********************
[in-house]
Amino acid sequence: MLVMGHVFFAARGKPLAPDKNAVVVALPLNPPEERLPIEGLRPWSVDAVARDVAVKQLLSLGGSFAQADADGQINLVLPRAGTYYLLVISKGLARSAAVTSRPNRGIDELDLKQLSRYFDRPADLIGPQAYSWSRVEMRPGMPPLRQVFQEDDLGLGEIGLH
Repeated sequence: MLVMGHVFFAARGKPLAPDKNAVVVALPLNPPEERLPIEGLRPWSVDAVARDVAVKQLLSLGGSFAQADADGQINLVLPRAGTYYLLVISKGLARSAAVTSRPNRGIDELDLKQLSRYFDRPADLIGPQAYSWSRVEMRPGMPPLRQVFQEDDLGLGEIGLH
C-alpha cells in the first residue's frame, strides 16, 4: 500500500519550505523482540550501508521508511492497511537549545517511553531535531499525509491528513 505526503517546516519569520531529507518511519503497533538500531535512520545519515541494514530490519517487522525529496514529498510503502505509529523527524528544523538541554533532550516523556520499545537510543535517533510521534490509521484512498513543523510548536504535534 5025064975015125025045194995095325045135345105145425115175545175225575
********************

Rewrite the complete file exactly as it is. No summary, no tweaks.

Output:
[in-house]
Amino acid sequence: MLVMGHVFFAARGKPLAPDKNAVVVALPLNPPEERLPIEGLRPWSVDAVARDVAVKQLLSLGGSFAQADADGQINLVLPRAGTYYLLVISKGLARSAAVTSRPNRGIDELDLKQLSRYFDRPADLIGPQAYSWSRVEMRPGMPPLRQVFQEDDLGLGEIGLH
Repeated sequence: MLVMGHVFFAARGKPLAPDKNAVVVALPLNPPEERLPIEGLRPWSVDAVARDVAVKQLLSLGGSFAQADADGQINLVLPRAGTYYLLVISKGLARSAAVTSRPNRGIDELDLKQLSRYFDRPADLIGPQAYSWSRVEMRPGMPPLRQVFQEDDLGLGEIGLH
C-alpha cells in the first residue's frame, strides 16, 4: 500500500519550505523482540550501508521508511492497511537549545517511553531535531499525509491528513 505526503517546516519569520531529507518511519503497533538500531535512520545519515541494514530490519517487522525529496514529498510503502505509529523527524528544523538541554533532550516523556520499545537510543535517533510521534490509521484512498513543523510548536504535534 5025064975015125025045194995095325045135345105145425115175545175225575